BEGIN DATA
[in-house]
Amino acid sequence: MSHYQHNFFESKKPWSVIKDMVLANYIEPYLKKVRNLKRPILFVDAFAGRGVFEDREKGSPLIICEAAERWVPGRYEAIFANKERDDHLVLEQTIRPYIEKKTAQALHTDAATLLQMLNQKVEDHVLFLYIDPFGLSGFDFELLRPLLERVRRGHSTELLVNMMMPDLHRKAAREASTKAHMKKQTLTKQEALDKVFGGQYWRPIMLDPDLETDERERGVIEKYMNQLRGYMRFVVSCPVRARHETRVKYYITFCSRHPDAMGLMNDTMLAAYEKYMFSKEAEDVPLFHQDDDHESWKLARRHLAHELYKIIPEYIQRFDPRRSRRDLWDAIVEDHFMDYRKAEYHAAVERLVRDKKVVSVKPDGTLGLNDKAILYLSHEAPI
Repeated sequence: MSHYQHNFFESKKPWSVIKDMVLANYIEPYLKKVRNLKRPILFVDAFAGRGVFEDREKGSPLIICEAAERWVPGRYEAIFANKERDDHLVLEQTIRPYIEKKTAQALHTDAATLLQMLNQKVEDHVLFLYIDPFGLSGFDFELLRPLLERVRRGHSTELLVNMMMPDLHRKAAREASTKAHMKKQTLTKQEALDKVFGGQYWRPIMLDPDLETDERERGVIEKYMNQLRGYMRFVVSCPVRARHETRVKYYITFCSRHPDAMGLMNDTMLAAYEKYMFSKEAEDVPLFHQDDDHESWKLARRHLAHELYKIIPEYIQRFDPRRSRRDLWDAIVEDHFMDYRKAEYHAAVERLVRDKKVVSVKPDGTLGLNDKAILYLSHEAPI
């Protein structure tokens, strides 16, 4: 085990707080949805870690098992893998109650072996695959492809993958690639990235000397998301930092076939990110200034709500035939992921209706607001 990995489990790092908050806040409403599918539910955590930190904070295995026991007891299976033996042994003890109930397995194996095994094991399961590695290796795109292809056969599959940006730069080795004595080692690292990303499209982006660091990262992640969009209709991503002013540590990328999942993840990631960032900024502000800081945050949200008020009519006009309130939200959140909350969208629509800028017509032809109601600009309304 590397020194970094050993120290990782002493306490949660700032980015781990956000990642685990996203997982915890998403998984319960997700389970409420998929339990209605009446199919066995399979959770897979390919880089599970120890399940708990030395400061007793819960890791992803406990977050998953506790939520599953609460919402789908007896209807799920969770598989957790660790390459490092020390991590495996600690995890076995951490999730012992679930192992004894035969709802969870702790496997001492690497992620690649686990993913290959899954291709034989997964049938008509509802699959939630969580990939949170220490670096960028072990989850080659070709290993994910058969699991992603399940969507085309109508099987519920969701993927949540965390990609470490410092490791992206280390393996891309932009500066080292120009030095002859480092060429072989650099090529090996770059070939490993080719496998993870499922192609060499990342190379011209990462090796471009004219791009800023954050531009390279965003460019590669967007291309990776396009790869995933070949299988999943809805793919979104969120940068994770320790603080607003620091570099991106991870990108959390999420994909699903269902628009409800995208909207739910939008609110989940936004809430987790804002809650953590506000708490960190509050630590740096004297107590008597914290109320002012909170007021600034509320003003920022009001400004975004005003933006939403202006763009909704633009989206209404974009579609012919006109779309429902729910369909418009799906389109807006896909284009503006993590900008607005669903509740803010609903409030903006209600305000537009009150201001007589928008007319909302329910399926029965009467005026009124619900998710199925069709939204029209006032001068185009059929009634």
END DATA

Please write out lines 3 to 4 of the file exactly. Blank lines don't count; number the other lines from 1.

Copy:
Repeated sequence: MSHYQHNFFESKKPWSVIKDMVLANYIEPYLKKVRNLKRPILFVDAFAGRGVFEDREKGSPLIICEAAERWVPGRYEAIFANKERDDHLVLEQTIRPYIEKKTAQALHTDAATLLQMLNQKVEDHVLFLYIDPFGLSGFDFELLRPLLERVRRGHSTELLVNMMMPDLHRKAAREASTKAHMKKQTLTKQEALDKVFGGQYWRPIMLDPDLETDERERGVIEKYMNQLRGYMRFVVSCPVRARHETRVKYYITFCSRHPDAMGLMNDTMLAAYEKYMFSKEAEDVPLFHQDDDHESWKLARRHLAHELYKIIPEYIQRFDPRRSRRDLWDAIVEDHFMDYRKAEYHAAVERLVRDKKVVSVKPDGTLGLNDKAILYLSHEAPI
């Protein structure tokens, strides 16, 4: 085990707080949805870690098992893998109650072996695959492809993958690639990235000397998301930092076939990110200034709500035939992921209706607001 990995489990790092908050806040409403599918539910955590930190904070295995026991007891299976033996042994003890109930397995194996095994094991399961590695290796795109292809056969599959940006730069080795004595080692690292990303499209982006660091990262992640969009209709991503002013540590990328999942993840990631960032900024502000800081945050949200008020009519006009309130939200959140909350969208629509800028017509032809109601600009309304 590397020194970094050993120290990782002493306490949660700032980015781990956000990642685990996203997982915890998403998984319960997700389970409420998929339990209605009446199919066995399979959770897979390919880089599970120890399940708990030395400061007793819960890791992803406990977050998953506790939520599953609460919402789908007896209807799920969770598989957790660790390459490092020390991590495996600690995890076995951490999730012992679930192992004894035969709802969870702790496997001492690497992620690649686990993913290959899954291709034989997964049938008509509802699959939630969580990939949170220490670096960028072990989850080659070709290993994910058969699991992603399940969507085309109508099987519920969701993927949540965390990609470490410092490791992206280390393996891309932009500066080292120009030095002859480092060429072989650099090529090996770059070939490993080719496998993870499922192609060499990342190379011209990462090796471009004219791009800023954050531009390279965003460019590669967007291309990776396009790869995933070949299988999943809805793919979104969120940068994770320790603080607003620091570099991106991870990108959390999420994909699903269902628009409800995208909207739910939008609110989940936004809430987790804002809650953590506000708490960190509050630590740096004297107590008597914290109320002012909170007021600034509320003003920022009001400004975004005003933006939403202006763009909704633009989206209404974009579609012919006109779309429902729910369909418009799906389109807006896909284009503006993590900008607005669903509740803010609903409030903006209600305000537009009150201001007589928008007319909302329910399926029965009467005026009124619900998710199925069709939204029209006032001068185009059929009634």